Endive, an annual or biennial herb related to chicory and dandelion. It was grown in ancient Egypt, Greece, and Rome, and was introduced into the British Isles about 1548. It is cultivated throughout Europe and the United States for its rosette of leaves, used in salads. In cultivation, endive leaves are sometimes tied together in such a way that light cannot strike them. This causes the leaves to become blanched (turn white), removing the bitter taste of the green leaf. There are two main varieties: one with narrow, curled leaves; the other with broad, ragged leaves. The broad-leaved variety is also called escarole.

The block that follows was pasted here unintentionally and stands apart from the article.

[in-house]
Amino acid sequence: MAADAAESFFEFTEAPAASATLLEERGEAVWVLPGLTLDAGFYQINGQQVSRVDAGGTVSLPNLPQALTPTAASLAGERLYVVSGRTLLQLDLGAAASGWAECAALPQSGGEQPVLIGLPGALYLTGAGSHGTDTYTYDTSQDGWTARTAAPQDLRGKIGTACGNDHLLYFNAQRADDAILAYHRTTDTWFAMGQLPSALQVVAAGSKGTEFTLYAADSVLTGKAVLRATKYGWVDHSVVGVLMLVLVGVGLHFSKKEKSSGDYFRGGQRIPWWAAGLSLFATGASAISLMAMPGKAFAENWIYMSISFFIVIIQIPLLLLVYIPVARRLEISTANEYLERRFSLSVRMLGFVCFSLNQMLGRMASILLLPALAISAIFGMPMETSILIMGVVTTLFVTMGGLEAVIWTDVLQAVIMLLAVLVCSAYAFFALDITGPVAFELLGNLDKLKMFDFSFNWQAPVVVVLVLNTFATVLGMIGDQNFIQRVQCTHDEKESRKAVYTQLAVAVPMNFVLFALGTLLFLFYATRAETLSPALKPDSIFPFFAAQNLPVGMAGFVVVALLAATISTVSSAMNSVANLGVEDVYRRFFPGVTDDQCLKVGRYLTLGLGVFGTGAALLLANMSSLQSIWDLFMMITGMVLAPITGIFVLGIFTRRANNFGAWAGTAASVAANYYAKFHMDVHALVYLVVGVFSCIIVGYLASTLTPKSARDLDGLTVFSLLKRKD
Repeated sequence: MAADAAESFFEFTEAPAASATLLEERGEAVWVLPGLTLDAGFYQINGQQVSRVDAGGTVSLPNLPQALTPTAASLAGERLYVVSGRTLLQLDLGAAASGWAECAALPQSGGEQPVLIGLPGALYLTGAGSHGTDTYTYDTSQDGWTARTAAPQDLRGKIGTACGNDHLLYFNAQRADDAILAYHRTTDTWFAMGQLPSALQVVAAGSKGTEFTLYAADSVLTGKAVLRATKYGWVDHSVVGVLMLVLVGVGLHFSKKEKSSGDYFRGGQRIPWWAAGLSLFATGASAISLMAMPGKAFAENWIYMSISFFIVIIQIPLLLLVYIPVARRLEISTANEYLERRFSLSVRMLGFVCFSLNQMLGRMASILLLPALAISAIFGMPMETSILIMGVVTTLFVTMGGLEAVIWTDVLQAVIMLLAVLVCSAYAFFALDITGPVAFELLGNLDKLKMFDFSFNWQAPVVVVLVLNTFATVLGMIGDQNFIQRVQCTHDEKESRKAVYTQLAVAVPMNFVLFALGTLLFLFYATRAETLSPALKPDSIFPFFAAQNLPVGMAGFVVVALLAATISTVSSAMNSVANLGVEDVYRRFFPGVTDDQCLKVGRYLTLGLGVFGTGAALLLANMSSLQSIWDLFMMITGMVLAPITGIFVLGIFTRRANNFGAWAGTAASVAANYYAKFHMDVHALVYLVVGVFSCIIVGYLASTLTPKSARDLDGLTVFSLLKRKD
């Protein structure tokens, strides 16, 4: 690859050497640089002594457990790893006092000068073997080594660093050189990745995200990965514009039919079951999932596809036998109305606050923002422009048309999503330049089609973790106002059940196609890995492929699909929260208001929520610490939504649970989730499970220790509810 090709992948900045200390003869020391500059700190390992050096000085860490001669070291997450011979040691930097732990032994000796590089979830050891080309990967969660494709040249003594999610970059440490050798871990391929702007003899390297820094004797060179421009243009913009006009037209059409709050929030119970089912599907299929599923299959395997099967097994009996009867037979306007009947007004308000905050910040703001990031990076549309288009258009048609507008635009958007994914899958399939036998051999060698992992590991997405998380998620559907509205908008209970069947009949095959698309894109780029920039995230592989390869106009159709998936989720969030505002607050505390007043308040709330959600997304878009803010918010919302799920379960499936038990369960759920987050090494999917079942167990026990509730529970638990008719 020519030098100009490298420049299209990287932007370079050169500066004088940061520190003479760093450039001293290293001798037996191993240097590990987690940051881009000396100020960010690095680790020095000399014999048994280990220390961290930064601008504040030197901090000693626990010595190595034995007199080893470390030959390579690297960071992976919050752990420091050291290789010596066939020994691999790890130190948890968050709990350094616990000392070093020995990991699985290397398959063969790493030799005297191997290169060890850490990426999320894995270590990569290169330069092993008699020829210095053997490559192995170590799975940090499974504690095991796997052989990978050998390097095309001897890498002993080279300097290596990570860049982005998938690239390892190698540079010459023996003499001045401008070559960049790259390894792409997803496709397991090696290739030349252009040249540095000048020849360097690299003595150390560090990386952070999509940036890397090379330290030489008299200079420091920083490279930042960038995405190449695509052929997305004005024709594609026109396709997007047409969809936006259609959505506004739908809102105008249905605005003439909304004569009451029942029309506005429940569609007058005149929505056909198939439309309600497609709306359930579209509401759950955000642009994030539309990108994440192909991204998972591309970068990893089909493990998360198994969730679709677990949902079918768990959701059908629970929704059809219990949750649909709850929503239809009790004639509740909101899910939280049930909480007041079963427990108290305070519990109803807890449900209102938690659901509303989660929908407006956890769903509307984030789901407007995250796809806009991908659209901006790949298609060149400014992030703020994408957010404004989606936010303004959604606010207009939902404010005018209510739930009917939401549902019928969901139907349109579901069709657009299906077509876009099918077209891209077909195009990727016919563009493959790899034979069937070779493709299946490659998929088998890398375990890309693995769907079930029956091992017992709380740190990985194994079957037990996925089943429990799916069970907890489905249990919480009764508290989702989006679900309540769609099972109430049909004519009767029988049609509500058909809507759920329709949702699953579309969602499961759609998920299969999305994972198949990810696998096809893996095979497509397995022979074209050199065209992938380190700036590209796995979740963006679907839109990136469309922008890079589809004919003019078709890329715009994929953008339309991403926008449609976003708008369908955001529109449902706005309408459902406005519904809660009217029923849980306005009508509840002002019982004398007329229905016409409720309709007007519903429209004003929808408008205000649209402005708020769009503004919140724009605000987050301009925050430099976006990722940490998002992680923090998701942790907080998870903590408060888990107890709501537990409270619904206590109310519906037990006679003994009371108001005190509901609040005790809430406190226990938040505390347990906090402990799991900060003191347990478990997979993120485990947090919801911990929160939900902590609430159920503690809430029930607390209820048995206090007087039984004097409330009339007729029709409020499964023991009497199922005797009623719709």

Endive is Cichorium endivia of the composite family, Compositae.

EndiveEndive is a leafy vegetable related to chicory.